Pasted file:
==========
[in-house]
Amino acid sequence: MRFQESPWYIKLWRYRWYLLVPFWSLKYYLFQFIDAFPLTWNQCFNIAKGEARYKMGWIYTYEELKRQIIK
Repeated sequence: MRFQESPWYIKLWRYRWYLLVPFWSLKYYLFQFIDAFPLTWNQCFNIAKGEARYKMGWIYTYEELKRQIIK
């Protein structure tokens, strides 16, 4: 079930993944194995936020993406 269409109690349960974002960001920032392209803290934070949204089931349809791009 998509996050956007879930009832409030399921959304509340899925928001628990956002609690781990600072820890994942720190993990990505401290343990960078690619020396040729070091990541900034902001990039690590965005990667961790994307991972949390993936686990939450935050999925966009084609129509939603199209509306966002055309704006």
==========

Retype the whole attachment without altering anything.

[in-house]
Amino acid sequence: MRFQESPWYIKLWRYRWYLLVPFWSLKYYLFQFIDAFPLTWNQCFNIAKGEARYKMGWIYTYEELKRQIIK
Repeated sequence: MRFQESPWYIKLWRYRWYLLVPFWSLKYYLFQFIDAFPLTWNQCFNIAKGEARYKMGWIYTYEELKRQIIK
């Protein structure tokens, strides 16, 4: 079930993944194995936020993406 269409109690349960974002960001920032392209803290934070949204089931349809791009 998509996050956007879930009832409030399921959304509340899925928001628990956002609690781990600072820890994942720190993990990505401290343990960078690619020396040729070091990541900034902001990039690590965005990667961790994307991972949390993936686990939450935050999925966009084609129509939603199209509306966002055309704006």